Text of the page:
LIFESTYLE

Saturated Fats In Butter, Cheese And Chocolate Linked To Heart Disease In Large-Scale Study

Experts recommend replacing saturated fat with healthier sources of energy.

24/11/2016 09:52

This year the jury has been out when it comes to saturated fats.

While health officials have continued to warn a diet high in sat fats is bad for us, some studies have suggested saturated fat in butter is no worse for us than vegetable oil.

Now, a new large-scale study may have settled the issue once and for all.

The research involving more than 115,000 people found that consumption of major saturated fatty acids increases an individual’s risk of coronary heart disease.

Researchers from Harvard University suggested these should be replaced with unsaturated fats, whole grain carbohydrates or plant proteins, as part of an effective preventive approach.

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The findings, published in the British Medical Journal, show that a higher intake of major saturated fatty acids, such as those found in hard cheese, whole milk, butter, beef and chocolate, was associated with an increased risk of coronary heart disease.

Replacing 1% of the daily energy intake from these saturated fats with equivalent energy from polyunsaturated fats, monounsaturated fats, whole grain carbohydrates, or plant proteins, was estimated to reduce coronary heart disease risk by 6-8%.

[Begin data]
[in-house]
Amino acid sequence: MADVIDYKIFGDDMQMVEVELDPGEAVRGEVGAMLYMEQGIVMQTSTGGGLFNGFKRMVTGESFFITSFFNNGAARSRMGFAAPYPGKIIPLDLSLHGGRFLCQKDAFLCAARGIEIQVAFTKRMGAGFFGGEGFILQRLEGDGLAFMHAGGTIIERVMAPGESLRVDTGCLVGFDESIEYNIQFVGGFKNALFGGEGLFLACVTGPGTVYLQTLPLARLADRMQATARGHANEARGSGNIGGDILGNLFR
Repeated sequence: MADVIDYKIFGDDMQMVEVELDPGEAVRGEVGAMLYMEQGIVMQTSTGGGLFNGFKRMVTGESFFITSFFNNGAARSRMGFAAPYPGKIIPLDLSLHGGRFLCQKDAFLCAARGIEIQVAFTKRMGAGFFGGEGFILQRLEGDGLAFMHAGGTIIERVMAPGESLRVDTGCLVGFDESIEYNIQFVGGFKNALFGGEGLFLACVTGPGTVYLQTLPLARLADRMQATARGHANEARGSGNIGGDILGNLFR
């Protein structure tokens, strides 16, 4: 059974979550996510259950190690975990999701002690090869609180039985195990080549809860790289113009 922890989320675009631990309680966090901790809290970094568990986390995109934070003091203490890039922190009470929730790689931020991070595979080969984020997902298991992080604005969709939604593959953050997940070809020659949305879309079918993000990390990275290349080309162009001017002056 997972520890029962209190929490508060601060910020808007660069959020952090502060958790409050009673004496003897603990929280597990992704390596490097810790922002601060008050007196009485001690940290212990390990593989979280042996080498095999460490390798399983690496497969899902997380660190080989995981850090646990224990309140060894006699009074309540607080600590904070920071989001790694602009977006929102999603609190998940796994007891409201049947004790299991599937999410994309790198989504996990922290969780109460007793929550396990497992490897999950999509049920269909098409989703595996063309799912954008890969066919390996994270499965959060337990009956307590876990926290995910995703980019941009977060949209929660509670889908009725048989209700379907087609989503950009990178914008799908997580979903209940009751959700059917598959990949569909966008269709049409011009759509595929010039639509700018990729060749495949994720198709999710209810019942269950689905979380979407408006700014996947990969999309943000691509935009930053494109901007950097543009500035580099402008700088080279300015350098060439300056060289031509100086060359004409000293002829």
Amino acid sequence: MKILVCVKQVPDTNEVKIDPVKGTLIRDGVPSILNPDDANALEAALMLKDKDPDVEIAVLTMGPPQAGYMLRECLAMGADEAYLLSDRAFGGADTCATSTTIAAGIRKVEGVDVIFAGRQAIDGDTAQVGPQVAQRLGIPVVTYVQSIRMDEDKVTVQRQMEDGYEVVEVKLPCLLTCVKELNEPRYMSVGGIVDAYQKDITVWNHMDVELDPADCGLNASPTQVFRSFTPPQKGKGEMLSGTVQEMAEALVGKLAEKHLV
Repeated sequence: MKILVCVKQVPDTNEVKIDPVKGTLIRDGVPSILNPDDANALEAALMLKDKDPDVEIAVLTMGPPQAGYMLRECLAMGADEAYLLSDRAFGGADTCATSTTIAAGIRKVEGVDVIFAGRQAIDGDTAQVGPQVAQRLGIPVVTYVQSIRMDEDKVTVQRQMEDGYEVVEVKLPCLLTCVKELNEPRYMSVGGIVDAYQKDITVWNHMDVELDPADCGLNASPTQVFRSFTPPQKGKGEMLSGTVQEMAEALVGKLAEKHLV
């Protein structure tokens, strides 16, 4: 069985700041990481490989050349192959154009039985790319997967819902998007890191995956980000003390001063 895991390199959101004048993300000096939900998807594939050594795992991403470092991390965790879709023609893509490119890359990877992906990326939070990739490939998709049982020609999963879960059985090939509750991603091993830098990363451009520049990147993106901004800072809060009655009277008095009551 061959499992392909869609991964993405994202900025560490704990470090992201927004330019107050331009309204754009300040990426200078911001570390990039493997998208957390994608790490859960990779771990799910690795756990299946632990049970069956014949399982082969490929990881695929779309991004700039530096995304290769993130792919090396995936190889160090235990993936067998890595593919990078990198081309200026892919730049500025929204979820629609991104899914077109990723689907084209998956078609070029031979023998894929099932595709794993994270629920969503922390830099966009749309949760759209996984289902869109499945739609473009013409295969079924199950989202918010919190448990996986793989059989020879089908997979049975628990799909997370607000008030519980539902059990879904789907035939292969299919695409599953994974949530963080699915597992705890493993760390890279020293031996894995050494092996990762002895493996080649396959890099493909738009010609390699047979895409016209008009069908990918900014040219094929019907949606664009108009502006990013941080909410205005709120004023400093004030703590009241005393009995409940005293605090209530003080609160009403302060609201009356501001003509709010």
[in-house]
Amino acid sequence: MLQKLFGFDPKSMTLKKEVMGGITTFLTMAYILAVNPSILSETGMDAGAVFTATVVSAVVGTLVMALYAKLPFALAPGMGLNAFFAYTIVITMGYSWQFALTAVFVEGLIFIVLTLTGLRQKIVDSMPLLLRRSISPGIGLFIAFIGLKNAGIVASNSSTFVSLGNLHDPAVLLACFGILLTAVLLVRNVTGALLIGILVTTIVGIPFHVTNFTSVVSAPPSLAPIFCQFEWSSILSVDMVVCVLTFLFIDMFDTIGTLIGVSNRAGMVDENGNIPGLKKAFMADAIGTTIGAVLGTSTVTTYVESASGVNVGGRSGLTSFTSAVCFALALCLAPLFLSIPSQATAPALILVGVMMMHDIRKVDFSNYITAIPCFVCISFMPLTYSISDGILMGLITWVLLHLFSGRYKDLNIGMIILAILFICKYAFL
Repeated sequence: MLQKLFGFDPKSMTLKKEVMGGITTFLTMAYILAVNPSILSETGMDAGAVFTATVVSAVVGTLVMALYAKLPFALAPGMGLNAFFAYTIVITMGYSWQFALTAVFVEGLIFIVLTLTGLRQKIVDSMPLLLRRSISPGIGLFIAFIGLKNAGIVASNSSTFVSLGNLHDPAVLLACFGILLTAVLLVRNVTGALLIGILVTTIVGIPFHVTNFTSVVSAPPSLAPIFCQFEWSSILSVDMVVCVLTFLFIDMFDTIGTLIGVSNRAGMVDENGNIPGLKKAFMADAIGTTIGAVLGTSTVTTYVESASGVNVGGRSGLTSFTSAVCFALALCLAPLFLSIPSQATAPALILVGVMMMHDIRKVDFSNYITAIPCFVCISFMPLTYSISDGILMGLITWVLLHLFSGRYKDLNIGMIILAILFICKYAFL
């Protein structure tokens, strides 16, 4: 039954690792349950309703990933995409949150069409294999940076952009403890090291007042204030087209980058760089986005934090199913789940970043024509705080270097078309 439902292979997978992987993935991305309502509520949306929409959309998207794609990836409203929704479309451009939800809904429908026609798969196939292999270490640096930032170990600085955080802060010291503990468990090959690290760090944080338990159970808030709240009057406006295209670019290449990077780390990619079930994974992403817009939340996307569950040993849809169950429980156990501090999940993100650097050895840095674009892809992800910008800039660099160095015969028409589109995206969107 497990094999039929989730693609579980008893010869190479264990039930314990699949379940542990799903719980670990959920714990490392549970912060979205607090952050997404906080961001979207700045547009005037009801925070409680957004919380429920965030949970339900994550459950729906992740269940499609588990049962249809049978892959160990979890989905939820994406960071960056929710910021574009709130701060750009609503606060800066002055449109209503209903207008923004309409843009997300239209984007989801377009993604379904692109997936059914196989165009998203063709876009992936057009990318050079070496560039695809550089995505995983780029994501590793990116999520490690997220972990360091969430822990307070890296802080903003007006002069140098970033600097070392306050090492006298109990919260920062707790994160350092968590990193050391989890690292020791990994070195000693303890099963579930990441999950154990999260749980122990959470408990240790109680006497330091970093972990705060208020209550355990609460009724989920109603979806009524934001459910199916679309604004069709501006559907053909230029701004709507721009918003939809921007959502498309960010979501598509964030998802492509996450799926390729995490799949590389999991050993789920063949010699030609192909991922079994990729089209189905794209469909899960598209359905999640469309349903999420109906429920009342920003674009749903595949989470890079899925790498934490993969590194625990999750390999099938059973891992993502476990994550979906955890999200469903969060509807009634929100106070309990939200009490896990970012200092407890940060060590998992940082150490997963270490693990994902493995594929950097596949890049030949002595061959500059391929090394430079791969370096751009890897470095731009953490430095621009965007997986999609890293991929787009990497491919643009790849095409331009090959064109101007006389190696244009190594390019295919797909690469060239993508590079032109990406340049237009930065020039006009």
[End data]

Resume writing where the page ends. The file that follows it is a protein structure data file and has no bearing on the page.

“Dietary recommendations should remain on replacing total saturated fat with unsaturated fats or whole grain carbohydrate, as an effective approach towards preventing coronary heart disease,” the researchers said.

They analysed data from two large US studies that involved more than 73,000 women and more than 42,000 men. Dietary intake among participants was recorded every four years, along with incidence of coronary heart disease. Deaths were identified by searching the National Death Index or through next of kin.

All participants were free from major chronic conditions and the study adjusted for a range of factors that may have influenced the results, such as lifestyle choices (e.g. smoking).

The results showed that the most commonly consumed major saturated fatty acids were lauric acid, myristic acid, palmitic acid and stearic acid, which accounted for around 9-10% of total energy in the participants.

Each of these saturated fatty acids was associated with an increased risk of coronary heart disease.

In an accompanying editorial, Canadian experts Russell de Souza and Sonia Anand said it’s important to focus on a general healthy diet, rather than on specific nutrients, because “dietary patterns might be more consistent with how people consume nutrients and these patterns can predict heart disease risk”.

They said that a focus on saturated fatty acids might result in diet that meets one target, for example, low in saturated fat, but fails to meet another, because of a high intake of refined carbohydrates. 

They added that dietary patterns have been advocated by national guidelines and “these new directions are a welcome improvement over single nutrient targets which, although of interest to nutrition scientists, are often confusing for the public, and undermine the effectiveness of dietary guidance”. 

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